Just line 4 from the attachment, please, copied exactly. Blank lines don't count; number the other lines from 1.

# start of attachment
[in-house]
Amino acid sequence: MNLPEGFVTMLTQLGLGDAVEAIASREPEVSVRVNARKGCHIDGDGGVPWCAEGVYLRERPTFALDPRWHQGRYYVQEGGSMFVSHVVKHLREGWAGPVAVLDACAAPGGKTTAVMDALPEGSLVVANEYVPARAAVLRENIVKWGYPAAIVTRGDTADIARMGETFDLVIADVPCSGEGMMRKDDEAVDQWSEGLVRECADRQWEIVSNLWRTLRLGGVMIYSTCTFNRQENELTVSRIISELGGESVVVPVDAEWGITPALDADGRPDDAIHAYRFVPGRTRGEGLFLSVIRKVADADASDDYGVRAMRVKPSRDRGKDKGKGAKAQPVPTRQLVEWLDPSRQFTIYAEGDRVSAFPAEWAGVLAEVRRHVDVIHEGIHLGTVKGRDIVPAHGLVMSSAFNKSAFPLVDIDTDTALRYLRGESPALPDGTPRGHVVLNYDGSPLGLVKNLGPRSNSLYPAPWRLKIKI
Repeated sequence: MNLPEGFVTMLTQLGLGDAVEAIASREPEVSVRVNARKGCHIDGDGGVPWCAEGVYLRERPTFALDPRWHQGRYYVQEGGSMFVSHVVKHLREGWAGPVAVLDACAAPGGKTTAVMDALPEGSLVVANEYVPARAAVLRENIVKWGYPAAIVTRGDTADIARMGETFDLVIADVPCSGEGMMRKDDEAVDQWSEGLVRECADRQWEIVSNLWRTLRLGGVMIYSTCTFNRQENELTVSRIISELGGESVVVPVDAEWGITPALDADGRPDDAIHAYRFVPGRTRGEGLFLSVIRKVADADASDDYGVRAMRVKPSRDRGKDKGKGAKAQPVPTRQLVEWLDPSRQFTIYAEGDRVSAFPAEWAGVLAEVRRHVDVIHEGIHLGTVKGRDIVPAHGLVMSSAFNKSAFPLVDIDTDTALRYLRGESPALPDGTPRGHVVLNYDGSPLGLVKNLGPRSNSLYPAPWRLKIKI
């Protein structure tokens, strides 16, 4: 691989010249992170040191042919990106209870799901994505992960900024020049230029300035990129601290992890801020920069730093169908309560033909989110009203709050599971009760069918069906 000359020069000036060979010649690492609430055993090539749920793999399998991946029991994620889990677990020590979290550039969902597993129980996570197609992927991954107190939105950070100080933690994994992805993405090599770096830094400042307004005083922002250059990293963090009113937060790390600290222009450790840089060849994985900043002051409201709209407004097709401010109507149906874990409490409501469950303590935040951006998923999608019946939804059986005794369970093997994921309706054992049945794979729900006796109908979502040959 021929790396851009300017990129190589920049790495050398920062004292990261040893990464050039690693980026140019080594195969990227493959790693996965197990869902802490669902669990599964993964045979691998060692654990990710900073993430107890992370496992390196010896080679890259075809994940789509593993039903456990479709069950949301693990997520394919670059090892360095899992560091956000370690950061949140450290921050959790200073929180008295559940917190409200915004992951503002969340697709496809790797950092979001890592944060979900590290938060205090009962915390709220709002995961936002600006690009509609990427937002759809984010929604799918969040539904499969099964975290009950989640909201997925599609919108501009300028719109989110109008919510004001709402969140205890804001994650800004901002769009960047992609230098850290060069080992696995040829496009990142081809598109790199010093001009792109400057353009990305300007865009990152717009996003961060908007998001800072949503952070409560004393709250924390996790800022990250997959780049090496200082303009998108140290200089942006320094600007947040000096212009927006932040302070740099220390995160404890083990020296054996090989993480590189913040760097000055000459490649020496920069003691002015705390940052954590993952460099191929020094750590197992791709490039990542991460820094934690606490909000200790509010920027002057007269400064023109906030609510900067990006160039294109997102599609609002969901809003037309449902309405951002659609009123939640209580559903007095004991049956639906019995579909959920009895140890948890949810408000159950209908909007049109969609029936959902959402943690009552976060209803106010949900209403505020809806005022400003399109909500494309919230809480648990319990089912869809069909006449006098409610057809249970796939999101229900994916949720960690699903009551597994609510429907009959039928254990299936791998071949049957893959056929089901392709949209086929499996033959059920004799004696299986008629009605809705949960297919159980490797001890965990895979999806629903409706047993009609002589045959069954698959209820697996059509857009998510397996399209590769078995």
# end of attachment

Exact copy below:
């Protein structure tokens, strides 16, 4: 691989010249992170040191042919990106209870799901994505992960900024020049230029300035990129601290992890801020920069730093169908309560033909989110009203709050599971009760069918069906 000359020069000036060979010649690492609430055993090539749920793999399998991946029991994620889990677990020590979290550039969902597993129980996570197609992927991954107190939105950070100080933690994994992805993405090599770096830094400042307004005083922002250059990293963090009113937060790390600290222009450790840089060849994985900043002051409201709209407004097709401010109507149906874990409490409501469950303590935040951006998923999608019946939804059986005794369970093997994921309706054992049945794979729900006796109908979502040959 021929790396851009300017990129190589920049790495050398920062004292990261040893990464050039690693980026140019080594195969990227493959790693996965197990869902802490669902669990599964993964045979691998060692654990990710900073993430107890992370496992390196010896080679890259075809994940789509593993039903456990479709069950949301693990997520394919670059090892360095899992560091956000370690950061949140450290921050959790200073929180008295559940917190409200915004992951503002969340697709496809790797950092979001890592944060979900590290938060205090009962915390709220709002995961936002600006690009509609990427937002759809984010929604799918969040539904499969099964975290009950989640909201997925599609919108501009300028719109989110109008919510004001709402969140205890804001994650800004901002769009960047992609230098850290060069080992696995040829496009990142081809598109790199010093001009792109400057353009990305300007865009990152717009996003961060908007998001800072949503952070409560004393709250924390996790800022990250997959780049090496200082303009998108140290200089942006320094600007947040000096212009927006932040302070740099220390995160404890083990020296054996090989993480590189913040760097000055000459490649020496920069003691002015705390940052954590993952460099191929020094750590197992791709490039990542991460820094934690606490909000200790509010920027002057007269400064023109906030609510900067990006160039294109997102599609609002969901809003037309449902309405951002659609009123939640209580559903007095004991049956639906019995579909959920009895140890948890949810408000159950209908909007049109969609029936959902959402943690009552976060209803106010949900209403505020809806005022400003399109909500494309919230809480648990319990089912869809069909006449006098409610057809249970796939999101229900994916949720960690699903009551597994609510429907009959039928254990299936791998071949049957893959056929089901392709949209086929499996033959059920004799004696299986008629009605809705949960297919159980490797001890965990895979999806629903409706047993009609002589045959069954698959209820697996059509857009998510397996399209590769078995």